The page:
Face flushed and back wracked with sudden spasms of pain, you are bent down from where you sit, head resting on your knees, because it just feels better this way. Damn. Hasn't been this bad since junior high, when you would nearly faint from the pain that coincided with the clots of black blood and tissue that swam in the toilet bowl that first morning. Suddenly your body is a tyrant and you wonder why you let it walk out the Attic an hour ago, medicated and underfed, to meet S. at a nearby cafe. Is anyone watching?
Too late to wonder, darling, you hafta get yourself out of there or you'll find yourself alone in the bathroom, with your bare flesh pressed against the scummy tiles. A cool hard private surface, home, is what you require.
Or so you think, until S.'s hand lies under your sweater, on the sweaty small of your back, rubbing carefully, slowly. (Is anyone watching?) This is what you need, this sudden intimacy, a friendly hand rubbing away at an agony that cannot be shared. Words don't seem to matter anymore.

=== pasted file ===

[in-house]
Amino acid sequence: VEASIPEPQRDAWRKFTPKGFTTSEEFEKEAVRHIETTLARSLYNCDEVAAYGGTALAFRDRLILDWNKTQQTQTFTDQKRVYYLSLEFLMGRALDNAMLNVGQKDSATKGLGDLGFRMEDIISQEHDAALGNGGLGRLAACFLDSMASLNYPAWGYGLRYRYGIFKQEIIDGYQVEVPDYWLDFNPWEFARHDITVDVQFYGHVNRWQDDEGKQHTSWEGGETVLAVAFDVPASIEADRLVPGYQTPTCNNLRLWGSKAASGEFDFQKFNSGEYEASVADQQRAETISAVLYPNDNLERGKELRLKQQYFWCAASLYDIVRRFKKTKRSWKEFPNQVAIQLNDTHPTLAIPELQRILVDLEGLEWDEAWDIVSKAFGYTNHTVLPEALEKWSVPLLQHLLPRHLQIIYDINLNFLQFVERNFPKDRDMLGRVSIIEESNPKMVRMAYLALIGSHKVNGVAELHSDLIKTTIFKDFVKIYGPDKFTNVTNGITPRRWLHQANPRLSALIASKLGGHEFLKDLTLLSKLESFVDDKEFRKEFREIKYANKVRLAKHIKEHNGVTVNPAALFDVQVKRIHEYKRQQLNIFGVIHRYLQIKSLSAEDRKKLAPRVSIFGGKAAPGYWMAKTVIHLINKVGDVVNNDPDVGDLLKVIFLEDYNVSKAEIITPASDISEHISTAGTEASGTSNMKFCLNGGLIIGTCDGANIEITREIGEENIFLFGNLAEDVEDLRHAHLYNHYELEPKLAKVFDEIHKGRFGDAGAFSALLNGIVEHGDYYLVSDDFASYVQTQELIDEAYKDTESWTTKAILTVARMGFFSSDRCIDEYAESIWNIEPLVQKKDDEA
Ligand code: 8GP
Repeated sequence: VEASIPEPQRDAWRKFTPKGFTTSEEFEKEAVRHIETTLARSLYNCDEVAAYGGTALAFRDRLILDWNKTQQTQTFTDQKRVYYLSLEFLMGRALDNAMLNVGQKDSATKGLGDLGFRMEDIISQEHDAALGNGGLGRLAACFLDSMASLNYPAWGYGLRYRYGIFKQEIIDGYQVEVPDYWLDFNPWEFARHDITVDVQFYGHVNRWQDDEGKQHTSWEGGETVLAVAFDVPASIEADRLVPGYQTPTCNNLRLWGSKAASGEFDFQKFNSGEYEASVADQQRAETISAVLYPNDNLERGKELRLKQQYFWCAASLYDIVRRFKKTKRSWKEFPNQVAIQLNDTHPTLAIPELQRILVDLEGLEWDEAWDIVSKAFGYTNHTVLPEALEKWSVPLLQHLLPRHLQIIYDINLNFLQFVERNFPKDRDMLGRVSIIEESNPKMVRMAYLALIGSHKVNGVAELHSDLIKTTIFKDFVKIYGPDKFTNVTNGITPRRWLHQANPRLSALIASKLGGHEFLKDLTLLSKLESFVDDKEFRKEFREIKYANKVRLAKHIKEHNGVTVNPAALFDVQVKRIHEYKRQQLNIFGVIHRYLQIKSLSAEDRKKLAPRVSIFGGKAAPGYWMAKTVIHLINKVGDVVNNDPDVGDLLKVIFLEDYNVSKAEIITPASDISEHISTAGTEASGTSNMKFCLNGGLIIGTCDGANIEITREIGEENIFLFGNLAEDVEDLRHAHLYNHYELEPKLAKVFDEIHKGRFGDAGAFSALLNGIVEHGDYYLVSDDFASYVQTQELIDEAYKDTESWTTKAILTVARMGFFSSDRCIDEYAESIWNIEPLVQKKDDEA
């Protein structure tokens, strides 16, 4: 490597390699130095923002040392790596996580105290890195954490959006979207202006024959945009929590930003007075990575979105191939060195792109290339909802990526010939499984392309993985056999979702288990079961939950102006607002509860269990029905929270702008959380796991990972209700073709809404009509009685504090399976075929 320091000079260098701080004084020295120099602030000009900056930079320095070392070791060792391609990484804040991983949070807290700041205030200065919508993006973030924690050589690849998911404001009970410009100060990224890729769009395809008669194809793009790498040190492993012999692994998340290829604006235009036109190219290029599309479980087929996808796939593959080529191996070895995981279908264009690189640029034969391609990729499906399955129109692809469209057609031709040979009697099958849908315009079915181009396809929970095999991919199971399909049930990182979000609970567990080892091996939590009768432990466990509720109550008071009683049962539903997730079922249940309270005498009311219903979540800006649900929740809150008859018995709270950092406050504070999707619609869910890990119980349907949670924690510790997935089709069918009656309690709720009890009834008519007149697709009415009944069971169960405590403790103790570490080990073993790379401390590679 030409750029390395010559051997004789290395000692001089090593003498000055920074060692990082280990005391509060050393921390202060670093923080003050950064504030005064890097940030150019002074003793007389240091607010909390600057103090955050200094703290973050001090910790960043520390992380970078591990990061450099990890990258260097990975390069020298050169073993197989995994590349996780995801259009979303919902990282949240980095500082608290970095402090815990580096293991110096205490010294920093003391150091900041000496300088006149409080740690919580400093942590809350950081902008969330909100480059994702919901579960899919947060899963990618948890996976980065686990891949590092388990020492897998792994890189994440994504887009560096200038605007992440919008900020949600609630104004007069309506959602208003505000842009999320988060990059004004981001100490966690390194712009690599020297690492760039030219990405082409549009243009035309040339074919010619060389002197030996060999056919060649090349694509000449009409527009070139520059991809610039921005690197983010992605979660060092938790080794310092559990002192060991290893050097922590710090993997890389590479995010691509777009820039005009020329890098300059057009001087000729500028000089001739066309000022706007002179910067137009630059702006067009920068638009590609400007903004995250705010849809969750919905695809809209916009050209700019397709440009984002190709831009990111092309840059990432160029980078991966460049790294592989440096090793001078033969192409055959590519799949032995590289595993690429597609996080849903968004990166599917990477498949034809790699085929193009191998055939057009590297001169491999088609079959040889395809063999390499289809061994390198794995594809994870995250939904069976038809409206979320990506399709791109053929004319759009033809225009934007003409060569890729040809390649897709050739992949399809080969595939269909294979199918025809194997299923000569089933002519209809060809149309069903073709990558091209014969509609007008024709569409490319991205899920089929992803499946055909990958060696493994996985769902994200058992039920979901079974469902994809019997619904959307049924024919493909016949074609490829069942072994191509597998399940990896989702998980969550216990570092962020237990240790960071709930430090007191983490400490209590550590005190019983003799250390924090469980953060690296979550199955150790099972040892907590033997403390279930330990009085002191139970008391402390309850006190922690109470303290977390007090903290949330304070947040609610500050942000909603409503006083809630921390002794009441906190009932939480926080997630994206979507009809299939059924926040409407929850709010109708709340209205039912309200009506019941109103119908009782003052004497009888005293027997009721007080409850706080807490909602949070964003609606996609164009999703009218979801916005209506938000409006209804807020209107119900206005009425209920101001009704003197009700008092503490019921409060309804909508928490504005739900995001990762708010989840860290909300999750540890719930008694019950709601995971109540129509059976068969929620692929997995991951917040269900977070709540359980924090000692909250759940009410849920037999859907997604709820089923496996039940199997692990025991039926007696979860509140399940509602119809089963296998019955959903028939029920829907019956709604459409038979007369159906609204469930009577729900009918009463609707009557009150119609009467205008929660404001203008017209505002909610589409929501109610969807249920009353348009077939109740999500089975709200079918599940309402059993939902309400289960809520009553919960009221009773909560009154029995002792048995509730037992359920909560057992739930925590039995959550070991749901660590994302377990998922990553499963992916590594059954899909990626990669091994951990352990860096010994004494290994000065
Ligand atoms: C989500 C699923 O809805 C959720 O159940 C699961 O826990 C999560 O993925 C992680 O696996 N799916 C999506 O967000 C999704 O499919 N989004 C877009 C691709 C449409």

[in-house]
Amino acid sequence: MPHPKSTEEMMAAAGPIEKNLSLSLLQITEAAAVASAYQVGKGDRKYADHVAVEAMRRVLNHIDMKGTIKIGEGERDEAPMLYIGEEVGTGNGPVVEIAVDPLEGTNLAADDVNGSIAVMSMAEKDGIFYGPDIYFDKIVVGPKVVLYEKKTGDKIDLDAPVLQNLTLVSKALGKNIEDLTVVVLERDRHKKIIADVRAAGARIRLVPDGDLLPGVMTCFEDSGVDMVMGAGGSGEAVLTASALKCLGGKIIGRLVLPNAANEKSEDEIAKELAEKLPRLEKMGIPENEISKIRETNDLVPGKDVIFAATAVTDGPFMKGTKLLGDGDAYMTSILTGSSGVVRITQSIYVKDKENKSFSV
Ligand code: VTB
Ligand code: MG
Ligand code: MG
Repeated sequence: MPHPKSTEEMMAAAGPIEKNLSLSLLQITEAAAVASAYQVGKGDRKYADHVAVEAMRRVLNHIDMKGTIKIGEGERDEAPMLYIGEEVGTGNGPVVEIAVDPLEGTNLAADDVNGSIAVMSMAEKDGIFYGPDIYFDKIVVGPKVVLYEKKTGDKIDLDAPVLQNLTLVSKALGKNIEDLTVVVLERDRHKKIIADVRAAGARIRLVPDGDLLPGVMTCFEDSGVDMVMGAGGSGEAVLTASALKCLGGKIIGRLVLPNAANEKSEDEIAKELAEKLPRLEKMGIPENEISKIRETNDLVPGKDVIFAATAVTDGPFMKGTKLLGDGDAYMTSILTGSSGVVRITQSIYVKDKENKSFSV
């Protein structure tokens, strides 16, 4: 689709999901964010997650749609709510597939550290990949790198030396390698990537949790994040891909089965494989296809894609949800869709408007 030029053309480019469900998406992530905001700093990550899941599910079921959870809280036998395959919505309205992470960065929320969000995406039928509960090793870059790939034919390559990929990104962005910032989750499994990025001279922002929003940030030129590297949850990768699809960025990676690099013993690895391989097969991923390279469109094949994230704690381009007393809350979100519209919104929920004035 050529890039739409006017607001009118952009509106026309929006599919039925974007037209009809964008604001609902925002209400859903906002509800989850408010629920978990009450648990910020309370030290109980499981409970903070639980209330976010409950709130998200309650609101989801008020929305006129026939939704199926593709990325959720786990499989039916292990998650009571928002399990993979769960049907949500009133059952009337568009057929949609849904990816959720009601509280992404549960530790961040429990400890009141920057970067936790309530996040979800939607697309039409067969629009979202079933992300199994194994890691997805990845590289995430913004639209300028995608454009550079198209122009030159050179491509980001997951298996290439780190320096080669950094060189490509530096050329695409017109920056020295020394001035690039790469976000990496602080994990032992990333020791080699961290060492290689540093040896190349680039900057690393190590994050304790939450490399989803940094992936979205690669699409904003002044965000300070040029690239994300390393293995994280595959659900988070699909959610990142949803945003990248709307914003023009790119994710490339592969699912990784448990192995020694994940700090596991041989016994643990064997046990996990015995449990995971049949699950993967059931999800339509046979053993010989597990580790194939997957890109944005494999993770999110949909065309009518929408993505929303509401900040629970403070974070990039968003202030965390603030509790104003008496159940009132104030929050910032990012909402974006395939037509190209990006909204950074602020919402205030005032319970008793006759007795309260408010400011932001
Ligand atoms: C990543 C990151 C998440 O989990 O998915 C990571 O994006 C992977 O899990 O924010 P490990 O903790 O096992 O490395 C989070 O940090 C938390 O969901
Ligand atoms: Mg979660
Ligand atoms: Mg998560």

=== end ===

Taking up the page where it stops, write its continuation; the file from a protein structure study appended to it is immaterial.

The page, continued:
The rest of the world--students in brow-furrowed discussion, the woman behind the counter, patrons of unknown occupations scribbling manifestoes or letters to elsewhere--dissipate. Whatever movement of fury and despair and otherwise preoccupation have unraveled under the force of the heat now enveloping your skin. Yes, like cigarette smoke unfurling, gone. A lingering buzz, indistinct noises, in this place where the friendly hand meets the bent back. In this place outside law, outside nation, outside gender. Deeply platonic, it is an intense and induplicable moment from which non-participants avert their eyes--or stare, idly curious, at something Daniel calls "public healing".